The suspension is also very usable in standard mode and then solid as it comes for track use. What we loved the most, though, was the traction-control system that also has three modes. Normal, which means it will catch you at the slightest slip, Track that is ideal for allowing some slip and much-needed drifting, and then fully off, which is truly fully off and only for the brave. We tried all three but settled on Track mode because we could still go sideways – for a time – before intervention, and found the computer was very proficient at judging what was a genuine drift and what was a ‘holy f*#k’ moment.
So, we made the bold claim that the Vantage is a better all-rounder than the 911, and yes, the two of us really think it is. But perhaps not in the way you would think. Aston had assembled a crack team of engineers that encompass some exceptional internal talent, as well as some from Ferrari and Lotus, to work on the new Vantage.
They had bought a 911 Carrera S for benchmarking, but then quickly realised that what they were building was more than that – it was a natural competitor to the 911 Carrera GTS, by which they benchmarked the new Vantage. By Becker’s own admission, the GTS does an awful lot of things really, really well, and Aston was not shy of learning from its German rival.
Everything from the brake calibration and ride was heavily benchmarked against the Porsche, and the result is a car that is wholly complete. One that can tackle a racetrack on the weekend and then drive to Coles on the way home, without ever feeling out of place. It’s very Porsche, in a good way.
For years we have always asked ourselves, why is it that only Porsche can make a lightweight sports car that not only rides well, but also drives well when pushed hard? Well, now we have an answer from the Brits, for the Vantage rides and drives beautifully on the road and provides levels of grip that leave the 911 wanting. It provides so much mechanical and tyre grip (specifically made Pirelli tyres) and so much confidence in the corners that we found ourselves flying through Portugal’s mountainside at a supersonic pace.
Around the track, too, we were gobsmacked by the level of dynamic competence on offer. The balance of the front and rear is hard to fault, with Portimão's scary blind corners becoming child’s play after a few laps.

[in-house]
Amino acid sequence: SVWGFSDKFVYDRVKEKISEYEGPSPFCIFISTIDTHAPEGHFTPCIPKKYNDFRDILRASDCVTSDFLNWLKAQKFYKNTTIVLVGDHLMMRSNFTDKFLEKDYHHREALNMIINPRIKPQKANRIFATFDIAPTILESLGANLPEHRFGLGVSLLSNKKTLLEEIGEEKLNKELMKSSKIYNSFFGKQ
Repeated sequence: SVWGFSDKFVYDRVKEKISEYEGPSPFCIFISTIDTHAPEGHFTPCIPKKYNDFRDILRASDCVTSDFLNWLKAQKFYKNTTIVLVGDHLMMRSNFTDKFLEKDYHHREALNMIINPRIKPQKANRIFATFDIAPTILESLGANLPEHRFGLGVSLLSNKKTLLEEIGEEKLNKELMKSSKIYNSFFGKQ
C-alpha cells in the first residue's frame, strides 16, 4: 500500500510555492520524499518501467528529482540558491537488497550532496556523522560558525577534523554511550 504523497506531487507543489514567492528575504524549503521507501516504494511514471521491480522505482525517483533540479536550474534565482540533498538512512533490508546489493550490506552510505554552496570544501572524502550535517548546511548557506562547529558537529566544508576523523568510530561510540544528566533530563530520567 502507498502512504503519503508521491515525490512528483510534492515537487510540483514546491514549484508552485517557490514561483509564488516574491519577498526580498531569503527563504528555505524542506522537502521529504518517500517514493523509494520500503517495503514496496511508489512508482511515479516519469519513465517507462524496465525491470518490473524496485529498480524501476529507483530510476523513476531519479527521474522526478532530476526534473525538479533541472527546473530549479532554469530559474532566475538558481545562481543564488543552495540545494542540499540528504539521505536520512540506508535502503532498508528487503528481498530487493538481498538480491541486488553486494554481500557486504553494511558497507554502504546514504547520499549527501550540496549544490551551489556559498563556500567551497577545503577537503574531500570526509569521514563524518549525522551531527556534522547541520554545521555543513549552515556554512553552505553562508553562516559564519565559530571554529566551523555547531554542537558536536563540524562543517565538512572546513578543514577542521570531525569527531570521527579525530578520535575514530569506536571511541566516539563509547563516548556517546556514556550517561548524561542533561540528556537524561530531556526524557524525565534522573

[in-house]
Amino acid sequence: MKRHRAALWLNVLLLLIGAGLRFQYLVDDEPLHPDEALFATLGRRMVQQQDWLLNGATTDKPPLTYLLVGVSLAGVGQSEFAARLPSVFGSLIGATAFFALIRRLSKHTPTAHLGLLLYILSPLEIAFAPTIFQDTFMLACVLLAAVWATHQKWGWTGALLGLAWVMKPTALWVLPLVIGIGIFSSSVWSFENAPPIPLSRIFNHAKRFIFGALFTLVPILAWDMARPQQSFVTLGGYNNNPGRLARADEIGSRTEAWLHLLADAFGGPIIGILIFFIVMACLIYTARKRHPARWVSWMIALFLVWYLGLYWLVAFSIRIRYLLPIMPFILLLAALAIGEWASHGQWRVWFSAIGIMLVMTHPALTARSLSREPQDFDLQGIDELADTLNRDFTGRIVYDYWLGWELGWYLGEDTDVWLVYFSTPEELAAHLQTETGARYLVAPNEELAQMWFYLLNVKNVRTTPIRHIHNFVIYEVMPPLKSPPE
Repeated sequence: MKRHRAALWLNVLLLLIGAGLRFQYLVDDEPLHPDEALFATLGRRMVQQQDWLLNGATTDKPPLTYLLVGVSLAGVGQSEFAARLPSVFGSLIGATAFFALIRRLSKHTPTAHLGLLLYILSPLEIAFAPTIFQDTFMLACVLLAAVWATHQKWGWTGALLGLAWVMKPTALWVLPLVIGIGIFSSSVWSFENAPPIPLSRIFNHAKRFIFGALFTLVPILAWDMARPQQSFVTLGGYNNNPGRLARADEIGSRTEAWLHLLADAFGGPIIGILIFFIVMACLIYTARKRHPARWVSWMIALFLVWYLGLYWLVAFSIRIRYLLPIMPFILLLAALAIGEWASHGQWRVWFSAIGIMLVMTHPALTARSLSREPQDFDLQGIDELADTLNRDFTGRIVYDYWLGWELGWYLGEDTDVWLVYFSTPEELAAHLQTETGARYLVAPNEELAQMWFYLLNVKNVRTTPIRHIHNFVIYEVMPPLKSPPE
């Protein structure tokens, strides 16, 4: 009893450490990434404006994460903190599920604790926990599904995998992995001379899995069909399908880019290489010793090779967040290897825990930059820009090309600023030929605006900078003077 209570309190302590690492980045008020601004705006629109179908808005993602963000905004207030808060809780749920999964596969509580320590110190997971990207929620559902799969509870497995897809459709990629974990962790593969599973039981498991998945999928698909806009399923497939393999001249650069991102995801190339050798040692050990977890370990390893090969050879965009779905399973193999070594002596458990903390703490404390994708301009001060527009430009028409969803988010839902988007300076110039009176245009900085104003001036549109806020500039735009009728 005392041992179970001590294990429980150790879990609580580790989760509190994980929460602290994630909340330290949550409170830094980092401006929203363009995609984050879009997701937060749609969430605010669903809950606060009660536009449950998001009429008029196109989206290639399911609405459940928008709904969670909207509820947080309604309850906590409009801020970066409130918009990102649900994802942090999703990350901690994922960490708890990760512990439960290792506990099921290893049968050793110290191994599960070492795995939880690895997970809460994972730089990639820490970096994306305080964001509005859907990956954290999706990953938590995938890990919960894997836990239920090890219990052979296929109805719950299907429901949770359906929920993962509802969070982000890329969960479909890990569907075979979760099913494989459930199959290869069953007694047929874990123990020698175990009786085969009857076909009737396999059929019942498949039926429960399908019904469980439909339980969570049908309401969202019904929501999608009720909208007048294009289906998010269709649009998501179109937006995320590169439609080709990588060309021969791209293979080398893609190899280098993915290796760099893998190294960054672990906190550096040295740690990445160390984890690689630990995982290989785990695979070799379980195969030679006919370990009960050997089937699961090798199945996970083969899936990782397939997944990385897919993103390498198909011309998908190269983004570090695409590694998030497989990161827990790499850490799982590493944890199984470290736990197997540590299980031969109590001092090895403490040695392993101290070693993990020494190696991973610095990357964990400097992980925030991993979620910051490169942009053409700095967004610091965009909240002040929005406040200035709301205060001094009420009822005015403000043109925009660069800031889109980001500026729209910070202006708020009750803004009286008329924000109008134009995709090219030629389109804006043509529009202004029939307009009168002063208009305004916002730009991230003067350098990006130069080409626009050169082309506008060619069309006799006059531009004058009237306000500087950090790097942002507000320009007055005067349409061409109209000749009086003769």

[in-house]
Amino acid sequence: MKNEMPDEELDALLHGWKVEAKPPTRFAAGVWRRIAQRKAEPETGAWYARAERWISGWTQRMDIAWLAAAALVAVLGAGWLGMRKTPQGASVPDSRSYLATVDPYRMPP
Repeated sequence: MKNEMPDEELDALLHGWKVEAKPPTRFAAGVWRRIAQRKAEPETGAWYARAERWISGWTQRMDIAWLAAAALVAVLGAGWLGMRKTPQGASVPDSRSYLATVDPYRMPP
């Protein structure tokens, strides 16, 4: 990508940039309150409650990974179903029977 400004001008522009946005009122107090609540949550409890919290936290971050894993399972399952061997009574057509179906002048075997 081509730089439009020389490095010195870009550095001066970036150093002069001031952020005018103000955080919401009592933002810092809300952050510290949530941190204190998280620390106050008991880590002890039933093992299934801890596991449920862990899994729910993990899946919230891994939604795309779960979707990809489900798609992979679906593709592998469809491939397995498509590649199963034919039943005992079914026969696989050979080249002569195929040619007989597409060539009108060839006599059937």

To be fair, the steering is not as engaging as the previous car – it’s hard to match the feel and character of a hydraulic system with an electric one – but it’s nicely weighted and provides ample feedback. The Vantage shows almost no hint of understeer at the limit, and any oversteer is self-induced with the right foot, and to amazing effect, because it’s one of the easiest cars we’ve ever had the pleasure of drifting.
The torque delivery from the V8 is also impeccably linear, much like its application in the AMG GT S. The power comes on and never really gives up, with rapid shifts bringing about the ideal level of torque in the rev range when required. In many ways, the new V8 Vantage is a match to the old V12 Vantage in terms of power and torque, for it leaves the naturally aspirated Ford-sourced V8 of the old car in its dust. There is just so much torque that you can open your arms and embrace the turbocharged future of Aston Martin with glee.
Be it wet or dry, we found the Vantage’s ability to fly through corners and yet deal with poorly surfaced Portuguese country roads (that would make a Sydney city councillor proud) uncanny. In that sense, it has the current 911 well and truly matched. Where it excels over its German rival, however, is that it can do all these things the 911 is known for, yet deliver a sense of excitement and passion, both visually and audibly, that is now missing from the turbocharged 991.2 911. Put simply, the new Aston Martin Vantage makes you want to take a long way home.
You’re never going to go wrong buying a 911, it’s brilliant, but now you can have all of that, and more, with the Vantage. But don’t just take my word for it, hear it from a guy who actually owns a 911.
Don’t get me wrong, I’ve been infatuated with the Porsche 911 ever since I watched the 1970 Steve McQueen movie Le Mans, which featured the super-cool McQueen driving a 911 S – for the first three minutes and 40 seconds, at least.
That obsession with all things 911 was literally framed in a watercolour print of a 930 Turbo that my parents gave me for my 10th birthday. The fact that it’s still on the wall in my home office is a testament to my passion for the brand.